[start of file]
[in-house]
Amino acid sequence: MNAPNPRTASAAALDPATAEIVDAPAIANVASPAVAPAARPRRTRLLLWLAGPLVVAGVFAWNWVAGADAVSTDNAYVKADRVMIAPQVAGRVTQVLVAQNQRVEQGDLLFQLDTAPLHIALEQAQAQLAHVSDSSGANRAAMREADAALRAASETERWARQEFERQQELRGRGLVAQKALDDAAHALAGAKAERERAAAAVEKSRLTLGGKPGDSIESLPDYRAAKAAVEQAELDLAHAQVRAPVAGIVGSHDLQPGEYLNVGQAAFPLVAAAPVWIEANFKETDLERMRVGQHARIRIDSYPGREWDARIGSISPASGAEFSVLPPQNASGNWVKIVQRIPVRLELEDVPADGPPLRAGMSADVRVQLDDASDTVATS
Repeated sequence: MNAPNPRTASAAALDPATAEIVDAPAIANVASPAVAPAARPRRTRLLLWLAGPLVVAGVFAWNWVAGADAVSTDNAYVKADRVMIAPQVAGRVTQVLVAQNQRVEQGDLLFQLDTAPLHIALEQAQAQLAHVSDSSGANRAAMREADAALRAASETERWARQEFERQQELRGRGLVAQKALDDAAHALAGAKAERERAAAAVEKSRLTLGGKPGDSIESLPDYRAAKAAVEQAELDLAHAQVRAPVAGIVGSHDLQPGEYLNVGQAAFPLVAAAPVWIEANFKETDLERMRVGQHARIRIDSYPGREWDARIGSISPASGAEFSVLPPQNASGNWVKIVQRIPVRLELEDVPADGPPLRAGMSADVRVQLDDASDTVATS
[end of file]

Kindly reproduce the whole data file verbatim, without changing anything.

[in-house]
Amino acid sequence: MNAPNPRTASAAALDPATAEIVDAPAIANVASPAVAPAARPRRTRLLLWLAGPLVVAGVFAWNWVAGADAVSTDNAYVKADRVMIAPQVAGRVTQVLVAQNQRVEQGDLLFQLDTAPLHIALEQAQAQLAHVSDSSGANRAAMREADAALRAASETERWARQEFERQQELRGRGLVAQKALDDAAHALAGAKAERERAAAAVEKSRLTLGGKPGDSIESLPDYRAAKAAVEQAELDLAHAQVRAPVAGIVGSHDLQPGEYLNVGQAAFPLVAAAPVWIEANFKETDLERMRVGQHARIRIDSYPGREWDARIGSISPASGAEFSVLPPQNASGNWVKIVQRIPVRLELEDVPADGPPLRAGMSADVRVQLDDASDTVATS
Repeated sequence: MNAPNPRTASAAALDPATAEIVDAPAIANVASPAVAPAARPRRTRLLLWLAGPLVVAGVFAWNWVAGADAVSTDNAYVKADRVMIAPQVAGRVTQVLVAQNQRVEQGDLLFQLDTAPLHIALEQAQAQLAHVSDSSGANRAAMREADAALRAASETERWARQEFERQQELRGRGLVAQKALDDAAHALAGAKAERERAAAAVEKSRLTLGGKPGDSIESLPDYRAAKAAVEQAELDLAHAQVRAPVAGIVGSHDLQPGEYLNVGQAAFPLVAAAPVWIEANFKETDLERMRVGQHARIRIDSYPGREWDARIGSISPASGAEFSVLPPQNASGNWVKIVQRIPVRLELEDVPADGPPLRAGMSADVRVQLDDASDTVATS